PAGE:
The worst part of my commute is that each day I drive by a billboard of a woman’s rear end. The billboard is advertising Cowpokes (a restaurant?). The woman is wearing shorts, but still the billboard reduces the woman to an object and issues a daily temptation to men commuting north on I-69 to think impure thoughts.
I’m never ready for the billboard. I hate being confronted with that temptation each day. My thoughts have been along the lines of “UG.” or “ARRRG!” and then making upset noises while I shield my eyes from gazing at someone else’s wife, someone else’s daughter.
Earlier this week, as I drove past the billboard (it was an “ARRRG!” day), I had an idea. The billboard served to dehumanize the woman pictured — I don’t think it even shows her face, just her rear end — so I decided to try to re-humanize her. That’s how I came up with the following:
Elizabeth wasn’t a Christian when the photo for Cowpokes was taken in 1999. She really didn’t think much of the photo at the time — it was just a way to earn a little money.
Elizabeth is now a Christian, married with a son and a daughter, and her attitude toward the photo has completely changed. “I am so regretful that I am responsible for a photo that leads so many men into sinful thoughts,” Elizabeth says. Elizabeth has pled with Cowpokes and sent letters urging them to discontinue the use of her photo. She has offered to return the money Cowpokes paid for the photo. She has even threatened to sue. Legally, though, there’s not much that can be done. “I signed the release,” Elizabeth says. “I’m living with the consequences now.”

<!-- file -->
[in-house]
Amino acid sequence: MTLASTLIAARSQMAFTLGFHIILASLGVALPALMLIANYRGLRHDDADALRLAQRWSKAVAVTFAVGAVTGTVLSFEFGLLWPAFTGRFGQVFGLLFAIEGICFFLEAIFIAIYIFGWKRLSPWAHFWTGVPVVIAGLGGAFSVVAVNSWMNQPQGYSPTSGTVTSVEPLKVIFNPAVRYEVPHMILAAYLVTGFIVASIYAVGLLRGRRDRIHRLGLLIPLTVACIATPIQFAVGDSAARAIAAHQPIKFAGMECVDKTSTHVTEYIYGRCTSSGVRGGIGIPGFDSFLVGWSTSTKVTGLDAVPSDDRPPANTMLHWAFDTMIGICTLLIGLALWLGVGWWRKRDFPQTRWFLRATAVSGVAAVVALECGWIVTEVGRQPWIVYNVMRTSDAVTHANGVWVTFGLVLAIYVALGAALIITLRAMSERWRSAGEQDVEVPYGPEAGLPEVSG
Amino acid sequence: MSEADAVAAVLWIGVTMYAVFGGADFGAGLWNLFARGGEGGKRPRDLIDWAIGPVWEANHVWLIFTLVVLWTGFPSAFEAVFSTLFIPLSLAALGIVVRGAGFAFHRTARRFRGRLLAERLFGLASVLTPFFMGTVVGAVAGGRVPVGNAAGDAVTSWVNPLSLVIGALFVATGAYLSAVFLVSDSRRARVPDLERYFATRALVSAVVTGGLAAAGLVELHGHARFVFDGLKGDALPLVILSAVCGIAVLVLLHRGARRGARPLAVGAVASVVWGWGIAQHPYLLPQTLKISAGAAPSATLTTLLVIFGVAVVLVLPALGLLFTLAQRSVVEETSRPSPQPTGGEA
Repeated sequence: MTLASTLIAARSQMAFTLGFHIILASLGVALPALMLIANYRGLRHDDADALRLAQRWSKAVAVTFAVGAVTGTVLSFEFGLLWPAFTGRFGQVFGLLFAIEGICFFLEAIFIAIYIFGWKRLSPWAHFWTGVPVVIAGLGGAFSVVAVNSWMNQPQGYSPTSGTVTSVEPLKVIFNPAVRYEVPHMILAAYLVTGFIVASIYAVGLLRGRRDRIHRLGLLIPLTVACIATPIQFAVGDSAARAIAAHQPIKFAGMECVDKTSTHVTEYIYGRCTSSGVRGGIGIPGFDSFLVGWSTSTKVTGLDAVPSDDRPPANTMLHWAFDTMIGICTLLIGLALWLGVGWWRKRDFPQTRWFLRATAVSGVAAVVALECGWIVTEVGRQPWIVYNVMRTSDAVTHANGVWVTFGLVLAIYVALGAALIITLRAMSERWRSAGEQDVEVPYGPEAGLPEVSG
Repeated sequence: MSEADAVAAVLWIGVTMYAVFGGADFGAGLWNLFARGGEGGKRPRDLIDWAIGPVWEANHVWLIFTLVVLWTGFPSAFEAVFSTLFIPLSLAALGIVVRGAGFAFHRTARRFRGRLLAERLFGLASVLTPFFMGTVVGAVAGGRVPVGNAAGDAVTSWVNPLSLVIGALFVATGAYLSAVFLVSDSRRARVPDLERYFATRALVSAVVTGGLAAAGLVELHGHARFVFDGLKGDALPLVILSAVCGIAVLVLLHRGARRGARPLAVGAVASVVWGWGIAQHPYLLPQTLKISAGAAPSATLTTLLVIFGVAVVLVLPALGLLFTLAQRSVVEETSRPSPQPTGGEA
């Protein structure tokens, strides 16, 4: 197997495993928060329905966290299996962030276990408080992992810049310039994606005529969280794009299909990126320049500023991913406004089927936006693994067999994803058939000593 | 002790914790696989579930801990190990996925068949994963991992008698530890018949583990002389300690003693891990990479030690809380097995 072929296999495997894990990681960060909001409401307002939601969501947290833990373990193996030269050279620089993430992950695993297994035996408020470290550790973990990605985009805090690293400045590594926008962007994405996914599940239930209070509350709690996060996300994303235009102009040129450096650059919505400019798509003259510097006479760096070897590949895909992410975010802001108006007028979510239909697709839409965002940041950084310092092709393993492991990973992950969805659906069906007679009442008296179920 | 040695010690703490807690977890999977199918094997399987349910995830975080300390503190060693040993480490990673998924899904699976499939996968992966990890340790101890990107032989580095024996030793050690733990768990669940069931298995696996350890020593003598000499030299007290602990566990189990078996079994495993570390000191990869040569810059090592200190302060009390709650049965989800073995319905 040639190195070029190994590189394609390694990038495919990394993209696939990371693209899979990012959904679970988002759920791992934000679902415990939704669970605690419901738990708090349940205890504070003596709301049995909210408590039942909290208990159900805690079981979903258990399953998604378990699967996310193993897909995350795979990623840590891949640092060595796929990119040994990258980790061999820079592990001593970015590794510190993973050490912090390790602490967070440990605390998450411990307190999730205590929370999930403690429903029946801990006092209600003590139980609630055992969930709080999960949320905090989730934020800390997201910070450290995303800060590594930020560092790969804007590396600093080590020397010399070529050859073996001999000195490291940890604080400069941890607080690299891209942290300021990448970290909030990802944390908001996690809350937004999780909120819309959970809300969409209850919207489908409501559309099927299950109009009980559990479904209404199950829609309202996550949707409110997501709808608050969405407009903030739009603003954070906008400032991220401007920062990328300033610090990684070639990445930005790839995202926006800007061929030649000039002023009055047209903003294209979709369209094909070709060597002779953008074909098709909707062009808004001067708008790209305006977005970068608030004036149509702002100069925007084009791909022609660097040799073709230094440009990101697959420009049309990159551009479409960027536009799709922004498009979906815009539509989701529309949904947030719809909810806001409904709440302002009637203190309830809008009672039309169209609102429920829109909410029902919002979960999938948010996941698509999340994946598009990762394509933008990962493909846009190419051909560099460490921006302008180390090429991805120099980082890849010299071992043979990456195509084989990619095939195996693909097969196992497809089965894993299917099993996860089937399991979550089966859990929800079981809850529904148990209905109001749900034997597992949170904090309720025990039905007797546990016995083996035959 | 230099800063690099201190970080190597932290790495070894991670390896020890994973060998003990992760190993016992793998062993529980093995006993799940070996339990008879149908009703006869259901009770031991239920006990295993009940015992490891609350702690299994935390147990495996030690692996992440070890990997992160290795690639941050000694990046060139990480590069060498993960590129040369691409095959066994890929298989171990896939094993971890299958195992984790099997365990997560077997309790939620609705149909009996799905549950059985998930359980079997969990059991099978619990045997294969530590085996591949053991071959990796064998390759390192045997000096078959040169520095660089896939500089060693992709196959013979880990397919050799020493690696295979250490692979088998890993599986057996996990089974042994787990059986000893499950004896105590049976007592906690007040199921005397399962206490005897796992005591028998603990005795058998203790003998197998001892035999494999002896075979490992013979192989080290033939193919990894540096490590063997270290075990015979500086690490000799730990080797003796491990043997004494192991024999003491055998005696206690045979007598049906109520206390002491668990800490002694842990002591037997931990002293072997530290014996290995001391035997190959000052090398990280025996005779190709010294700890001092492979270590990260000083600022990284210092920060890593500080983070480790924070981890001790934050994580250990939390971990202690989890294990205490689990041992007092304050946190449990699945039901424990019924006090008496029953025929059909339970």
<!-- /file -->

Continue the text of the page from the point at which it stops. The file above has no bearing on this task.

Elizabeth has three brothers, all younger than she, and her father died several years ago. The oldest of the brothers, Joe, says that he feels responsible for not looking out for his sister: “We let our sister down. There’s no way we should have let Elizabeth continue in the kind of job she had without confronting her about it. We thought we were being open minded, when really we were just failing to reach out in love.”
So, with Elizabeth’s picture on hundreds of billboards nationwide, what is the Christian man to do? Elizabeth’s husband, Jake Brown, offers this advice: “When you see that billboard, don’t just take it at face value. Remember that she is a daughter, a sister, a wife, and a mother. Remember her father, her brothers, and me. Remember our son. Remember the repentance that followed in Elizabeth’s life. Look away quickly and thank the Lord for a changed life!”